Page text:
A Fair Deal for the North?
20 Jul 2012
Source: Yorkshire Post
The government likes the idea of striking a deal. It carries a whiff of free market and binds parties into a clear sense of rights and responsibilities. And deal-making might just be the way forward if the North of England is ever to throw off the shackles of its industrial past and its Whitehall-determined present.
Perhaps the greatest advance of the past 12 months has been the striking of City Deals. Leeds, Sheffield and eight other cities have established agreements with government creating significant investment funds for transport and housing projects, giving them greater control over skills and apprenticeship programmes and allowing them to keep a greater share of the tax revenues generate by new economic growth. Each deal is specific to each city’s particular needs and concerns and, although they took months to sign off, they represent a significant step forward in principle and in practice.
Already there is talk of ‘City Deals II’. Having successfully negotiated a first round of new powers, core cities are now lining up fresh ideas to test the resolve of government departments who historically have been less enthusiastic about letting go: many places would like more ability to bring together welfare-to-work, health, social care to provide more joined-up services for families and individuals. Other places are lining up their own deals: if it’s good enough for the biggest cities then why not places like Hull or York?
Government has opened the door for other deals to be struck too. In his March budget speech, the Chancellor rightfully recognised the woeful levels of investment in Northern transport infrastructure – not least in its railways – and pledged the government to funding the electrification of the Transpennine route as well as some other improvements around Manchester which will have spin-off benefits further afield. But these piecemeal announcements fall well short of a ‘deal’. If the North is to receive anything like the levels of investment seen in London and the South East then HM Treasury needs to take a longer term view of the benefits of investment and devolve both money and powers to transport authorities in the North. In return, Northern transport authorities will need to collaborate more effectively to devise a long-term strategy for reducing the fare subsidies we receive from the centre.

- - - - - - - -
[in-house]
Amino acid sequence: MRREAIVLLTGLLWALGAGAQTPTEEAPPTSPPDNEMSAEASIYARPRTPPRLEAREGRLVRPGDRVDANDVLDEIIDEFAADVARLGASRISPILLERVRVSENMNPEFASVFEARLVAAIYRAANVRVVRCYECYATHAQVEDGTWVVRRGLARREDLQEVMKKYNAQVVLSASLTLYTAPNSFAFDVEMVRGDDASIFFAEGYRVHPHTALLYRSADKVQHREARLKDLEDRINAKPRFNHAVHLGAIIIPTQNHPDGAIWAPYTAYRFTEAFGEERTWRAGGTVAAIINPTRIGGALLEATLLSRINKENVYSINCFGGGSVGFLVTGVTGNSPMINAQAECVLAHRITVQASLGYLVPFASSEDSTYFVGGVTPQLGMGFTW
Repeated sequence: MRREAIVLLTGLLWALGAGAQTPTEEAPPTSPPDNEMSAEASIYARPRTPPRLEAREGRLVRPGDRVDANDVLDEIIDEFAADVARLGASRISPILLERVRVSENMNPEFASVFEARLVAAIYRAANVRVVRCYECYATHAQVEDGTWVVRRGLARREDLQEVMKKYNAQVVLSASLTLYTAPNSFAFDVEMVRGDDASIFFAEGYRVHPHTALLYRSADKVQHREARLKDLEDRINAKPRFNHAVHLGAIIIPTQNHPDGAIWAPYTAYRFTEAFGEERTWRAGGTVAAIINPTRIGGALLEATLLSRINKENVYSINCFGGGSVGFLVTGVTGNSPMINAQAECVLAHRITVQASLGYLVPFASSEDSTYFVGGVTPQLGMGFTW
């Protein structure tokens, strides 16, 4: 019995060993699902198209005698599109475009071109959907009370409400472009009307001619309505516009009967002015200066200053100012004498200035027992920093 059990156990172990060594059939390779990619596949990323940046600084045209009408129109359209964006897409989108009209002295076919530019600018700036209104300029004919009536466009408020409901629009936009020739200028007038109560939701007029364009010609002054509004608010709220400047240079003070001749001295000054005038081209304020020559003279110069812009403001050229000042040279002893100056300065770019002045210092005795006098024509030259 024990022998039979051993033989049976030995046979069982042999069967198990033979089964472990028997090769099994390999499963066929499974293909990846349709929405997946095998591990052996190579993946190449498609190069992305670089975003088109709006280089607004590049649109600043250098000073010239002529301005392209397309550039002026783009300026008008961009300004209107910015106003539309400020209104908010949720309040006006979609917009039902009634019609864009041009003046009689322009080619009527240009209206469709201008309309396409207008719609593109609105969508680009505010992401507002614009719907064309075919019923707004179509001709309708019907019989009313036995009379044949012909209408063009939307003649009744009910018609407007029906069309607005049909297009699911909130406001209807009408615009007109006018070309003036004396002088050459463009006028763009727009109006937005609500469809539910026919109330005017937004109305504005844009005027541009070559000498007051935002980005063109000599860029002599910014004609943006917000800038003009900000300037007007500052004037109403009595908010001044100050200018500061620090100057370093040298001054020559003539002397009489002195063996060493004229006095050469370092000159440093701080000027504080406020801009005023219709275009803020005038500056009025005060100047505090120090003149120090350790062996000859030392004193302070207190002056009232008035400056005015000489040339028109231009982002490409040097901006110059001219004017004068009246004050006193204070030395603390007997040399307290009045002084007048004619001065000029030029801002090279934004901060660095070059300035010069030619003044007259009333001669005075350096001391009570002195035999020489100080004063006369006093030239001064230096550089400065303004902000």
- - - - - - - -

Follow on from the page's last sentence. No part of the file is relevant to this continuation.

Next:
In theory, this year’s Localism Act provides another opportunity for the North to make demands on the Whitehall machine. The General Power of Competence gives councils a mandate to do anything that an individual may do within the wider law, including running commercial activities. Over time then, we may well see local authorities providing mortgages, building homes and even running buses again. With new Community Rights to call for services to be put out to tender or to take control of public buildings or parks, government has made it possible for deals to be struck in new ways right across the land. So how come they aren’t queuing up to do so, ministers ask?
Herein lies the rub. If a deal is to be struck, it needs to be a fair one, or at least hold out a measure of progress. Whilst government may have extended opportunities for deal-making, it has massively curtailed the means by which any deal may be beneficial to the north. Not only have spending cuts diminished the capacity of public, private and voluntary organisations to enjoy their new found freedoms, they have staked them against one another in the competition for ever-decreasing resources and it has introduced rancour and bitterness as ‘deficit reduction’ has impacted disproportionately on northern areas.
Local Enterprise Partnerships are a good case in point. Set up on derisory budgets, they have been asked to compete with each other for the Regional Growth Funds, for Enterprise Zones and other government investments through Whitehall-run beauty contests, whilst the lion’s share of innovation funding, skills funding and inward investment support is squirrelled away by national bodies who have reaped the dividends of the closure of the Regional Development Agencies and who’s decision-making is looking increasingly skewed southwards. For example, since the demise of the RDAs, inward investment projects secured in Yorkshire and Humber have fallen by one third whilst in London and the South East they have increased by a similar proportion.
But it’s not just financial flows that are looking increasingly unfair. We lack a coherent voice in approaching the bargaining table. The Northern economy is twice the size as that of Scotland and yet the Scottish devolution debate ensures Mr Salmond a regular audience in the corridors of power. And with London in the public eye as never before, Mr Johnson also has unprecedented opportunities for deal-making at Number 10. If the North is ever to ensure its own devolution deal, it too needs to overcome local parochialism and find a more coherent voice.
With a Spending Review now on the horizon, what would be a truly fair deal? Later this year, the Northern Economic Futures Commission will publish its final report. In that, we will set out a range of measures that aim to return the Northern economy to growth but, more fundamentally, it will make the case for a national spatial and economic plan that over a period of twenty years will stand the North of England back on its own two feet. It will require central government to change and let go, it will require Northern partners to shoulder new risks, but above all it will be a deal that breaks out of the stalemate that currently holds back Northern and national prosperity.